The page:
The Indus Valley Civilization Period may have had more than five million people living in it at its height. Urban planning, a technical and political process dealing with the utilization of land and the creation of the urban environment, is a skill that the Indus towns are renowned for. They are renowned for their enormous, non-residential building clusters, extensive drainage and water supply systems, and baked brick homes.
Small Early Harappan villages had grown into sizable urban centres by 2600 BCE. These cities are Dholavira, Kalibangan, Rakhigarhi, Rupar, and Lothal in contemporary India, and Harappa, Ganeriwala, and Mohenjo-daro in contemporary Pakistan. Over 1,052 cities and communities have been discovered in total, mostly around the Indus River and its tributaries.
It is believed that Mohenjo-daro, which became the biggest metropolis of the Indus Valley Civilization and one of the world’s first significant urban centres, was founded in the twenty-sixth century BCE. Mohenjo-daro was one of the most advanced cities of its day, with cutting-edge engineering and urban planning, and it was situated west of the Indus River in the Larkana District.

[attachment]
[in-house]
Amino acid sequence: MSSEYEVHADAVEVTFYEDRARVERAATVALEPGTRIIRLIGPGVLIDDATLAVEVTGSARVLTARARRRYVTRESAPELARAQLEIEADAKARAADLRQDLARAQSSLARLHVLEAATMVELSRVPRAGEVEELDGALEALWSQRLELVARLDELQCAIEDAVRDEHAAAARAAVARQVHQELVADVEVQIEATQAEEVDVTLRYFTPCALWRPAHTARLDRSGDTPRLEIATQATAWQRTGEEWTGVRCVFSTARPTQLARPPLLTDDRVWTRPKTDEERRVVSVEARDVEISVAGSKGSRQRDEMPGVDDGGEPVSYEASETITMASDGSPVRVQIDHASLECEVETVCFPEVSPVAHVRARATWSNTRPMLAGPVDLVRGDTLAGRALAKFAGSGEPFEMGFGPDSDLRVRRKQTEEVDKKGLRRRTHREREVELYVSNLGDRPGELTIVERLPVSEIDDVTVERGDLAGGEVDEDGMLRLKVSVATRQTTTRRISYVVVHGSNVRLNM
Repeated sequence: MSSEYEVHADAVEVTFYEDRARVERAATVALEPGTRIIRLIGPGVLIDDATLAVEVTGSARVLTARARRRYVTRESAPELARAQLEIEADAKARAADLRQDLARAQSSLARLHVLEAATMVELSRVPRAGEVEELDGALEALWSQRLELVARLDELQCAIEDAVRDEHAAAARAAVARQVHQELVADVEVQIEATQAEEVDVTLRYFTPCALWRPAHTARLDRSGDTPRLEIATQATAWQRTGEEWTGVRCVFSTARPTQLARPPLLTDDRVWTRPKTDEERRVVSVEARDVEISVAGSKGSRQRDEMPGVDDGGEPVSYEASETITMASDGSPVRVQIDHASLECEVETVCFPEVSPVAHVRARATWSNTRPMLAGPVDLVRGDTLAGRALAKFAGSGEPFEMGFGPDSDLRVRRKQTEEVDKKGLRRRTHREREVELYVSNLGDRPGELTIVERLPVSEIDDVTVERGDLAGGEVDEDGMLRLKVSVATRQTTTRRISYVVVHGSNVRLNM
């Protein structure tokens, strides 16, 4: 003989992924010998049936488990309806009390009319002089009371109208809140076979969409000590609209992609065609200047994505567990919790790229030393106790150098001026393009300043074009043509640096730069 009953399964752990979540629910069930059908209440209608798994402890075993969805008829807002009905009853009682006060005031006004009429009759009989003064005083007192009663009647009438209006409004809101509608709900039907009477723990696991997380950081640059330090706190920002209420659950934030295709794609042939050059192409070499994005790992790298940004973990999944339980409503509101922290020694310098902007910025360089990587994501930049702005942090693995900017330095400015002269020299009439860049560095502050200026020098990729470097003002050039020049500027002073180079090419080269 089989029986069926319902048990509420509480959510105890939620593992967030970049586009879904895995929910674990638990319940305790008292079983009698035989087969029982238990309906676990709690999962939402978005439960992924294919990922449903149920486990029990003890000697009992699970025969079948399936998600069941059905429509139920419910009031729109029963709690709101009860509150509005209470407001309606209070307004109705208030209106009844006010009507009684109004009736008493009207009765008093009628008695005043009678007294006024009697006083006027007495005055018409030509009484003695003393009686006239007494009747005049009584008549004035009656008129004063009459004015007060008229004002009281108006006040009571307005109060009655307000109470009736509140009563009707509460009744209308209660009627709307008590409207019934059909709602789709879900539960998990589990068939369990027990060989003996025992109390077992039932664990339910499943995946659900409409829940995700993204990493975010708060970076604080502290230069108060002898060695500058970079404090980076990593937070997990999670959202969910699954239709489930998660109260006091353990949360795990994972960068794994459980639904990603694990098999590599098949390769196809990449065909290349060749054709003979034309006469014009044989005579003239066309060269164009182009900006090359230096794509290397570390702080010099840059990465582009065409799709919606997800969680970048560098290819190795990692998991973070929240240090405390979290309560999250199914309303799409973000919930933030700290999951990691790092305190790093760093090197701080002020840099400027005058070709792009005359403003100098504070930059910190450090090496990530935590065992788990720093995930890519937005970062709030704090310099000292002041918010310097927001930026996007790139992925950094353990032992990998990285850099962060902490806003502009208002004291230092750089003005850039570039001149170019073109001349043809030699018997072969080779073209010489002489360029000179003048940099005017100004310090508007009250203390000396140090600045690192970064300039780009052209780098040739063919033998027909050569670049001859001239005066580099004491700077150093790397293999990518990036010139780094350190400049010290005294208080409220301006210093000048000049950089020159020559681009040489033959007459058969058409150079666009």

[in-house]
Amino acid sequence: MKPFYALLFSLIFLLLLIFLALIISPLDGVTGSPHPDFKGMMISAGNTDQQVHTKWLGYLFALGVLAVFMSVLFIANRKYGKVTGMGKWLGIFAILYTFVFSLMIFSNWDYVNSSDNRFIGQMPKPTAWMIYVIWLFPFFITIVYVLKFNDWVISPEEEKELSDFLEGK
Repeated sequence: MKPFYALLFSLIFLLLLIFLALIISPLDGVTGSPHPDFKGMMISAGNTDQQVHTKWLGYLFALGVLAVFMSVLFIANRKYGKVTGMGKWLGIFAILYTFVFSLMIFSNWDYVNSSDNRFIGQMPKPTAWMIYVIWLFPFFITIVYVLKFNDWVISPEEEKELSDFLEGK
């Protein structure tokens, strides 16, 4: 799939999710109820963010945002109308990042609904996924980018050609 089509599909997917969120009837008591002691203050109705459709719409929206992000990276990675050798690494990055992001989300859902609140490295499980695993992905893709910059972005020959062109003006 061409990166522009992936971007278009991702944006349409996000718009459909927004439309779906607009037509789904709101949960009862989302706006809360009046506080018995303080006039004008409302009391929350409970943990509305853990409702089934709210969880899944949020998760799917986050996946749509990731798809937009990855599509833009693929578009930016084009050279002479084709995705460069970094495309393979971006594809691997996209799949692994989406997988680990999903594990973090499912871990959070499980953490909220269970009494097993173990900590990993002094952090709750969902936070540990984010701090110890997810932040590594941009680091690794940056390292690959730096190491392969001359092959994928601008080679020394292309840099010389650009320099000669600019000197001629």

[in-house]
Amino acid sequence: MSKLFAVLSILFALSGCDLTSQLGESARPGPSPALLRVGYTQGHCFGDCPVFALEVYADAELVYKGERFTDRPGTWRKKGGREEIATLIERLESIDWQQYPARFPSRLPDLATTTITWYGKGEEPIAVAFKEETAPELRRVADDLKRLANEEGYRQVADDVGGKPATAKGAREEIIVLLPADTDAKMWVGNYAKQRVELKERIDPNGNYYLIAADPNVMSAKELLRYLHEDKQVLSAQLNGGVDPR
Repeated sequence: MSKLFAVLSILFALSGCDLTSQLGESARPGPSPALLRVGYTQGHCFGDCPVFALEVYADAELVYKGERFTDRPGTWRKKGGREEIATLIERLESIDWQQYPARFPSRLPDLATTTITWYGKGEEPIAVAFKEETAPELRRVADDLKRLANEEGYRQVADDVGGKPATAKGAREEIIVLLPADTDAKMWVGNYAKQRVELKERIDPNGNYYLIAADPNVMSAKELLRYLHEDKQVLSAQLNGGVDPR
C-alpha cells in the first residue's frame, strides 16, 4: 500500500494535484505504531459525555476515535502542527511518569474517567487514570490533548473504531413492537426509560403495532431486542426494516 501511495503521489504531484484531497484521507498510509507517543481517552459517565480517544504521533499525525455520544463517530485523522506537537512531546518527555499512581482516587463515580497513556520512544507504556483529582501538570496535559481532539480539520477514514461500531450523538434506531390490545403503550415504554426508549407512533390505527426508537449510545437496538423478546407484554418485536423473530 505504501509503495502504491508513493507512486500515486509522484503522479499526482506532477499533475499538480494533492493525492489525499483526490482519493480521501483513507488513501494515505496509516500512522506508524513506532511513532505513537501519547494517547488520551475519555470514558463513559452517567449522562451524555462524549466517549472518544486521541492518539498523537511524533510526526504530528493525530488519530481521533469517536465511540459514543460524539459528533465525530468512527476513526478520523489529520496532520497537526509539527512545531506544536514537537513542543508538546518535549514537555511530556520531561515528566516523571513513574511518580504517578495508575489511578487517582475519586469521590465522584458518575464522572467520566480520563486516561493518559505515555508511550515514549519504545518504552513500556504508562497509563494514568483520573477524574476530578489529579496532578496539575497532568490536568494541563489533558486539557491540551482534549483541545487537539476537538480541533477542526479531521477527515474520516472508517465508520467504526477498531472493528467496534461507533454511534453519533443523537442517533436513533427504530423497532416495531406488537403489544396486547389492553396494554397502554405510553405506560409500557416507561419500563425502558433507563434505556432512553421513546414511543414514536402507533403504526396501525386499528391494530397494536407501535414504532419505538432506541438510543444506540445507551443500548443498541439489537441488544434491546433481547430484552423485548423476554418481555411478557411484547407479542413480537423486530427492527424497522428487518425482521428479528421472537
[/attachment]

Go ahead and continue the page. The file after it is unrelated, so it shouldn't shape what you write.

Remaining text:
Up to 23,500 people may have lived in Harappa, a fortified metropolis in present-day Pakistan, where homes were carved and had flat roofs composed of red sand and clay. The city, which covered an area of 370 acres, included fortified administrative and religious buildings similar to those found in Mohenjo-daro.